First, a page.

• A preferred embodiment of the present invention described hereinbelow takes advantage of the phenomenon that the amount of oxygen required for combustion is proportional to the calorific value of a gas. See Gas Calorimetry, C. G. Hyde and M. W. Jones, Ernest Benn Limited, London, 1960, page 411. The preferred embodiment takes advantage of this principle and utilises an electrochemical measuring cell, specifically a Zr02 fuel cell, to measure an amount of oxygen remaining in a known sample of oxygen-containing gas after the oxygen-containing gas has been used to oxidise a test gas. Details of this fuel cell are not given here but can be discovered for example from US Patent 3 597 345 (Hickam et al).
  • According to the preferred embodiment, the calorific value of a test gas can be obtained in a real-time measurement which can be utilised for a control function or simply as an indicator value.
  • For complete oxidation of the test or sample gas, a catalytic burning chamber is utilised which is elevated to a high temperature of about 815°C (1500°F). This catalytic burning is utilised, rather than flame burning, since flame burning can seldom achieve complete oxidation due to the masking of unreacted molecules by reaction products.
  • The preferred calorimeter described below is simple in design, rugged in construction and economical to manufacture.
  • The invention will now be further described, by way of illustrative and non-limiting example, with reference to the accompanying drawings, in which:
    • Figure 1 is a graph showing the relationship between calorific value in MJ (BTU) versus cubic metres (cubic feet) of oxygen required for combustion; and
    • Figure 2 is a schematic representation of a calorimeter embodying the invention.
  • Referring to the drawings, Figure 2 shows a calorimeter 50 which utilises a measuring cell 60 to measure the amount of remaining oxygen in a mixture of combustion products in a catalytic burning chamber 10 defined in a heated block 12. The heated block 12 is heated by a heating element schematically represented at 14.
  • Oxygen-containing gas, preferably air, is conducted via an inlet line 16 to a constant flow pump 18. The constant flow pump 18 may be any type which can accurately be regulated for supplying a constant volumetric flow rate, such as a reciprocating cylinder pump having appropriate switching valves. The operation of the constant flow pump 18 can also be regulated to ensure constant pressure so that no compensation is necessary for changes in specific gravity of the air. A sample or test gas, which may for example be a fuel or other oxidisable gas, is conducted via a test gas inlet line 20 to another constant flow pump 22. The volumetric flow rate of the sample gas, as well as that of the air, is thus known. The two gases are mixed and directed to the catalytic burning chamber 10 which is serpentine for a complete combustion of the combustible elements in the test sample. The heating means 14 is operable to maintain the heated block 12 at a temperature of about 815°C (1500°F). From the catalytic combustion or burning chamber 10 the products, with now reduced oxygen, are supplied over a line 24. The flow then is divided between a bypass line going to the measuring cell 60 and a line 26. After the cell 60 the gas is reunited and directed via a line 28 to an outlet. Inspection plugs 30, 32 may be provided for inspecting various lines in the system and a test gas port 34 may also be provided for tapping a sample of combustion product.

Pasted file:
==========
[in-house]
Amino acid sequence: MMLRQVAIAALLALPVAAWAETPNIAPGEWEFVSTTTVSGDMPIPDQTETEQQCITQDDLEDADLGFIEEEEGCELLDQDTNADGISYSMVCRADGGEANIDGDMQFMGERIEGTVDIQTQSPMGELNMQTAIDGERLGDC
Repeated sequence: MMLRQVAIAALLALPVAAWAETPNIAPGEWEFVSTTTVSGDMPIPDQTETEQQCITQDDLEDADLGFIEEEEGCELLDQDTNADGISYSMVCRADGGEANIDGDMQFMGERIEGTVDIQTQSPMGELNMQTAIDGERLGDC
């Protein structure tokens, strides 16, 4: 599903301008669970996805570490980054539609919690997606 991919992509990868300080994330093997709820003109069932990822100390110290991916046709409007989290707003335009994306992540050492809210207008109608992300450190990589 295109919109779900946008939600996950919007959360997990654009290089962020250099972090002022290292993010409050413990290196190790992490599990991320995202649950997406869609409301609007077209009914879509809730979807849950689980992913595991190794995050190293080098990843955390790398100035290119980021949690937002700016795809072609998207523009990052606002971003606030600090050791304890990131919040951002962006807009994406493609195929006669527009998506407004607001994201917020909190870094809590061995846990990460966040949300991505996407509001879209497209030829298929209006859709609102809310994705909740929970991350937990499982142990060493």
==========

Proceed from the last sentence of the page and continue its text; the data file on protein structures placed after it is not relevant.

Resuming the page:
• The measuring cell 60 is preferably a known electrochemical Zr02 fuel cell, for example of the type disclosed in the above-identified US Patent No. 3 597 345.
  • A signal generated by the measuring cell 60 is processed by a circuit 36. The circuit 36 analyses the signal from the measuring cell 60 and is operable to determine the amount of oxygen remaining in the combustion mixture. Since the amount of oxygen initially supplied by the constant flow pump 18 is known, as is also the amount of test sample or fuel supplied by the constant flow pump 22, the amount of oxygen actually consumed in the catalytic combustion chamber 10 can be calculated, which oxygen amount is proportional to the calorific value of the test gas.
  • Figure 1 demonstrates the linear relationship between calorific value in MJ (BTU) and amount of oxygen utilized in the combustion of various combustible gases or fuels. As shown in a Table given below, the calorific value of various combustible gases is directly proportional to the amount of oxygen needed to completely burn the same amount of the test gas. These values and other relevant information can be obtained from Handbook of Chemistry, N. A. Lange, Handbook Publishers, Inc., Sandusky, Ohio, 1952, pages 802-803.
  • It is noted that more than enough air must be provided by the pump 18 to completely burn all oxidisable components of the sample gas supplied by the pump 22. This ensures the maintenance of residual oxygen in the combustion products.
  • Since the amount of required oxygen is not necessarily dependent on the hydrogen-carbon ratio of the fuel or test gas, the above-described arrangement is usable for a wide variety of fuels, for example as set forth in the following Table.
    Figure imgb0001
  • Catalytic burning is preferred over flame burning due to the possibility of completely burning all combustible products in the test sample. To overcome a possible problem in catalyst poisoning, a relatively large catalytic bed is preferably utilised in the chamber 10 to prolong catalyst life.
  • According to the above-described technique, calorific values can be obtained rapidly, without the delay which is usual in known calorimeters.

Claims (5)

1. A calorimeter for continuously monitoring the calorific value of a test gas, the calorimeter (50) comprising:
first flow means (22) for supplying a known volume of test gas;
second flow means (18) for supplying a known volume of oxygen-containing gas having a known oxygen amount;
a burning chamber (10) connected to the first and second flow means (22, 18) for receiving the test and oxygen-containing gases and completely burning the test gas with an amount of oxygen of the oxygen-containing gas to produce a combustion product;
heating means (14) for heating the burning chamber (10) to produce burning;
an electrochemical oxygen measuring cell (60) connected to the chamber (10) for receiving the combustion product and measuring any remaining oxygen in the product; and